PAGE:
Aurora: I love Key and Peele. I know that their show is done and I’m in denial about it, but they are amazing because there were many times that I would imagine that Keegan Michael Key was in the scene while writing. If I could picture him saying it, I knew it would work. I also kind of have a crush on Jordan Peele and his performance in Big Mouth. Maya Rudolph also just makes everything amazing. Her puberty demon on Big Mouth is flawless. She did an ad for 7th generation tampons that my son, my husband and myself were singing around the house for weeks. If I could even get anything close to her career, I would be happy. I’m also back in love with Rick and Morty. I don’t know if I have a crush on Justin Roiland, I just really love Rick (maybe even more than Morty). I don’t have a crush on Jerry, the dad, but I have a crush on Chris Parnell because he’s so good at being Jerry.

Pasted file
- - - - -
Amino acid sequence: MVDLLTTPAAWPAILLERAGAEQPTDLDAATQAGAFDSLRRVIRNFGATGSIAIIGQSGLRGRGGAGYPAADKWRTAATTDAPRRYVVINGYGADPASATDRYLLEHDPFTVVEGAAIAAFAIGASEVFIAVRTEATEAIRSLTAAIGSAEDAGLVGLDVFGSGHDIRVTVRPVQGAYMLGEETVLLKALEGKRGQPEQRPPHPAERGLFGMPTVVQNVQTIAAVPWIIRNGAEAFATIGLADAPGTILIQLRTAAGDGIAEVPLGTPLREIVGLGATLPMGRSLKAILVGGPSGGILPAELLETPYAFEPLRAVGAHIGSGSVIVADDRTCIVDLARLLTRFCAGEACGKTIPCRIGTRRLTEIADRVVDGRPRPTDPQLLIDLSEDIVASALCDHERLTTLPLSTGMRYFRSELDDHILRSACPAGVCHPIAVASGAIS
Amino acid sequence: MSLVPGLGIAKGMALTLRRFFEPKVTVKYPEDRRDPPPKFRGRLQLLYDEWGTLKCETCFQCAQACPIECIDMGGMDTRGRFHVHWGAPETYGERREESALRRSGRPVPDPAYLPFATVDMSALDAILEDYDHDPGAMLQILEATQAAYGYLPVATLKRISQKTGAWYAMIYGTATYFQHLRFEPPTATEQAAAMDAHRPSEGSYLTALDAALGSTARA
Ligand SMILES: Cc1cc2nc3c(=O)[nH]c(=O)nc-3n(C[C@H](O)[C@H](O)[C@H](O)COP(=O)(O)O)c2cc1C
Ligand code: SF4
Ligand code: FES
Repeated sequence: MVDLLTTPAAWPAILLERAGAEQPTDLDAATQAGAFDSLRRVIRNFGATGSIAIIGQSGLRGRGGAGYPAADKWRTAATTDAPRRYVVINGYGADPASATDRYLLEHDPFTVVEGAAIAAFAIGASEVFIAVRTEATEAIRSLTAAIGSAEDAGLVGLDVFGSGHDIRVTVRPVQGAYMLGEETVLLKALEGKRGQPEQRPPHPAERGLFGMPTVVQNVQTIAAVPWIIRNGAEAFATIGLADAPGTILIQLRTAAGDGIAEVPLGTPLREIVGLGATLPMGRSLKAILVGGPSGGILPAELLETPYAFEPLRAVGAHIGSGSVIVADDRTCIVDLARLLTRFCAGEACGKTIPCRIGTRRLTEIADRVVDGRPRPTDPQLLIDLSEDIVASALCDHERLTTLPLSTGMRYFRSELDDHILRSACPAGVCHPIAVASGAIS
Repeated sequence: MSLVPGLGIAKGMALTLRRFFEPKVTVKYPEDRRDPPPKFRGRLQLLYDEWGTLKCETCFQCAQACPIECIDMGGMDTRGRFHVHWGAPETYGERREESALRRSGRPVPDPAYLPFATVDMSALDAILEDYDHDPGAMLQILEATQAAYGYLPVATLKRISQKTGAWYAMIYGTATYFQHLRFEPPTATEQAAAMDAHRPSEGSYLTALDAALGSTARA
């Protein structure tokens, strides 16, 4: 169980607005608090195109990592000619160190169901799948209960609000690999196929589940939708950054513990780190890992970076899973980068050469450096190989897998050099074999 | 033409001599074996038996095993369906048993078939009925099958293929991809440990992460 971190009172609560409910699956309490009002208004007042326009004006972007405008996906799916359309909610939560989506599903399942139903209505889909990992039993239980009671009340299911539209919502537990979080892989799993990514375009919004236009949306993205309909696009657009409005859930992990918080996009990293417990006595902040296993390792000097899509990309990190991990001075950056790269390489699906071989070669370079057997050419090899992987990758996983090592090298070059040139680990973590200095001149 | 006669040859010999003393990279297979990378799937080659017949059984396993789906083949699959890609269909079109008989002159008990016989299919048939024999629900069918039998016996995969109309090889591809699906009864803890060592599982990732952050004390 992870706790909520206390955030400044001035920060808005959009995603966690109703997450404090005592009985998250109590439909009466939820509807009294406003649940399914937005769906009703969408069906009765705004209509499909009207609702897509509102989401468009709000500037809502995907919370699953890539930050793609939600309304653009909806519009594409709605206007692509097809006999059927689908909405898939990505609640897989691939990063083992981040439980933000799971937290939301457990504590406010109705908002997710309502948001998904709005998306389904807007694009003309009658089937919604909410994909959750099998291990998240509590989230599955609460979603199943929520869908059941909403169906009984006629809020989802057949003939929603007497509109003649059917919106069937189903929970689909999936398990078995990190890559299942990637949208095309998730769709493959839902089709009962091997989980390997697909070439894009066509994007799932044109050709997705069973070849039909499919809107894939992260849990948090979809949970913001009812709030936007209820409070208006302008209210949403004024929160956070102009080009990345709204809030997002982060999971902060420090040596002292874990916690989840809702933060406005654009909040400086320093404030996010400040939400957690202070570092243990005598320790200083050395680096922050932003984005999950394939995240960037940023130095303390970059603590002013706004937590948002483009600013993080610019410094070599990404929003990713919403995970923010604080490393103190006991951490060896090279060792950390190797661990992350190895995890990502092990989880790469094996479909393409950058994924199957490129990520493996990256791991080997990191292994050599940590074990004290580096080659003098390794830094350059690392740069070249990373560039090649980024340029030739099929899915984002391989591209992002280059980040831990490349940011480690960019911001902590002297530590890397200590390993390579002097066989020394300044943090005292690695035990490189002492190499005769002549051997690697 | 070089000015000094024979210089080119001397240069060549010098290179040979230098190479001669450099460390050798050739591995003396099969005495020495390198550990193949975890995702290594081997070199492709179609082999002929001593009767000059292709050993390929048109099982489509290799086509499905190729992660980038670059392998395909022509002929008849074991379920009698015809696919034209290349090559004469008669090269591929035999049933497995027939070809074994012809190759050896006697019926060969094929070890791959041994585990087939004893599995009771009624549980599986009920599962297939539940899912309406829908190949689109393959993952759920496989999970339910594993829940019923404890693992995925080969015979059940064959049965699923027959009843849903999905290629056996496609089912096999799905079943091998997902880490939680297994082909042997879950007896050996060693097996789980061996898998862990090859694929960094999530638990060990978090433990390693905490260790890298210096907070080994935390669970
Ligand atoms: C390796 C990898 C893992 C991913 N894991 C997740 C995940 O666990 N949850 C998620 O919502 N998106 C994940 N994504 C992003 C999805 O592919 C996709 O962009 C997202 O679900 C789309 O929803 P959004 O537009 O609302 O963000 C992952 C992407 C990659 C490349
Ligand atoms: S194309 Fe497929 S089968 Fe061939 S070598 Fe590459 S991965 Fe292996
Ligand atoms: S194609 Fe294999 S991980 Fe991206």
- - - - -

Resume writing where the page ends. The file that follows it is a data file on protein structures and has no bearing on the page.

IFC: If you could go back in time and cast yourselves in any sitcom, which would it be and how would it change?

Carolyn: I’d go back in time and cast us in The Partridge Family.  We’d make an excellent family band. We’d have a laugh, break into song and wear ruffled blouses with velvet jackets.  And of course travel to all our gigs on a Mondrian bus. I feel really confident about this choice.

Meredith: Electric Mayhem from The Muppet Show. It wouldn’t change, they were simply perfect, except… maybe a few more vaginas in the band.

Binge the entire first and second seasons of Baroness von Sketch Show now on and the IFC app.